- Your eyelashes shine
- like the flowers of the meadow.
- Your eyes, sister,
- make my little heart crack.
- Search till you're blind:
- you won't find another like me.
As the years pass, his towering contribution to Greek music emerges. All other Greek composers, of his time and afterwards, revere him as their master teacher, and Mikis Theodorakis remarked: "We all, we are but branches of a tree. Markos is that tree".
Markos may be heard on many of the anthology CDs listed in the rebetiko discography. CDs of his own which may be available in English language countries include:
- Markos Vamvakaris Bouzouki Pioneer: 1932–1940 Rounder Select, 1998.
- Rembetika 5-Master of Rembetika 1932-193 [Box set] (4 discs) Jsp Records, 2010.
- The Road to Rembetica Trad. Crossroads, 2010 (accompanying CD to the Book by Gail Holst – see References section)
Markos married his first wife with a Catholic marriage. After their divorce (for which he wrote a song), he married his second wife, Evangelia, with a Greek Orthodox marriage. He had three sons; Vasilis, Stelios (a musician also) and Dominikos.
In popular culture
Stavros Xarchakos and Nikos Gatsos wrote a song called Gramma sto Marko Vamvakari (Letter to Markos Vamvakaris, Greek: Γράμμα στο Μάρκο Βαμβακάρη), sung by George Dalaras and actress Despo Diamantidou. Also, Thodoros Derveniotis and Kostas Virvos wrote Markos, sung by Kaiti Abavi. Markos Vamvakaris is also mentioned in the following songs:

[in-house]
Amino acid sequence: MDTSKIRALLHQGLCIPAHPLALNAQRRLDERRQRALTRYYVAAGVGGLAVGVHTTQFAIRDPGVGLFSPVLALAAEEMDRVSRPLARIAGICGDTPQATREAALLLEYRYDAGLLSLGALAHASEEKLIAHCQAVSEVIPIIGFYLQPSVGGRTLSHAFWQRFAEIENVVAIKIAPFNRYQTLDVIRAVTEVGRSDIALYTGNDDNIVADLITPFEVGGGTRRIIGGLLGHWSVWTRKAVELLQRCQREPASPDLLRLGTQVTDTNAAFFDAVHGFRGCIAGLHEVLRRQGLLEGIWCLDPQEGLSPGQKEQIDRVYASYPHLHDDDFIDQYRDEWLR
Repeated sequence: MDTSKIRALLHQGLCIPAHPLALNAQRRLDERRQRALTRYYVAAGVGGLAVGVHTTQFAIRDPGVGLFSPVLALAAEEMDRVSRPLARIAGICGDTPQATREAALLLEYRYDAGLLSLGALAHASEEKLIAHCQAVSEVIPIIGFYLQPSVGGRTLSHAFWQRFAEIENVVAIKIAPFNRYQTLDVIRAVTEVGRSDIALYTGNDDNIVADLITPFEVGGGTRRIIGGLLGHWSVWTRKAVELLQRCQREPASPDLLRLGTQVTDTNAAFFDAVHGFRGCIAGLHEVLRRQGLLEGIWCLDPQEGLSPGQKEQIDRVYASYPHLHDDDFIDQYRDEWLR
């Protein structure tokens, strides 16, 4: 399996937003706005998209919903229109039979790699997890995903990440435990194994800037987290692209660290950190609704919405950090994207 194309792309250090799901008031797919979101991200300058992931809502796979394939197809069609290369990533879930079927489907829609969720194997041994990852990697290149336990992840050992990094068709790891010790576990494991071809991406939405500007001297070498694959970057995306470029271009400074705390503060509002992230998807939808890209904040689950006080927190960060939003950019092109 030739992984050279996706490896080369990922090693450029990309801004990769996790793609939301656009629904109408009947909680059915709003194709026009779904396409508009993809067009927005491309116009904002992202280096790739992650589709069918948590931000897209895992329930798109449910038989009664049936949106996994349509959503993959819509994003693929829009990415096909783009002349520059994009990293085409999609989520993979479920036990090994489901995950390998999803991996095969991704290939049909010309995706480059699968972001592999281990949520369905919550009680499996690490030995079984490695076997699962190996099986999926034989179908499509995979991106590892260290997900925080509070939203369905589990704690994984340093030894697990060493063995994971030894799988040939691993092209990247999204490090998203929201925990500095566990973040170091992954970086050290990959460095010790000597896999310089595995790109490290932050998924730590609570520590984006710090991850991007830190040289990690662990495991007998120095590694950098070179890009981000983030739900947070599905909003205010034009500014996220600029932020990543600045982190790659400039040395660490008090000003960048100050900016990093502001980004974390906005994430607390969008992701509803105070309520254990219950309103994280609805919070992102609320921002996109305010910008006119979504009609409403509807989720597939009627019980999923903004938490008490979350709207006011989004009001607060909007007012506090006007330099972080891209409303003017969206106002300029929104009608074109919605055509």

- Deka palikaria (Ten lads, Greek: Δέκα παλικάρια) by Manos Loïzos and Lefteris Papadopoulos, sung by George Dalaras
- Ihes thalasses sta matia (You had seas in your eyes, Greek: Είχες θάλασσες στα μάτια) by Elias Andriopoulos and Michalis Bourboulis, sung by Antonis Kalogiannis
- I mikri istoria tis Marinas (The short story of Marina, Greek: Η μικρή ιστορία της Μαρίνας) by Dionysis Tsaknis
- Rock feggari (Rock moon, Greek: Ροκ φεγγάρι) by Andreas Mexas and Vasilis Mastrokostas, sung by Paschalis Terzis
- San ton Samouil sto Kougi (Like Samuel in Koughi, Greek: Σαν τον Σαμουήλ στο Κούγκι) by Tzimis Panousis
- Sto retire (In the penthouse, Greek: Στο ρετιρέ) by Angelos Axiotis, sung by Antonis Kalogiannis
- Ta mesimeria tis Kyriakis (Sunday afternoons, Greek: Τα μεσημέρια της Κυριακής) by Giorgos Hatzinasios and Yiannis Logothetis, sung by Manolis Mitsias
- Graphic novel Rébétiko by David Prudhomme (Futuropolis, 2009)
- Vamvakaris, 1978.
- Markos Vamvakaris, Autobiography (Μάρκος Βαμβακάρης- Αυτοβιογραφία – Εκδ. Παπαζήση, 1978), published by Papazisi, 1978 (in Greek)
- Road to Rembetika: Music of the Greek Sub-culture [Paperback] by Gail Holst (Author), Denise Harvey (Publisher); 5th edition (February 1994), ISBN 960-7120-07-8
- Markos Vamvakaris Autobiography in English
- Markos Vamvakaris on IMDb
- Vamvakaris Biography and Discography (in Greek)
- The Markos Vamvakaris Museum
- There is a 2001 documentary made of his life and times, entitled "I Like Hearts Like Mine", by George C. Zervas, in Greek with English subtitles.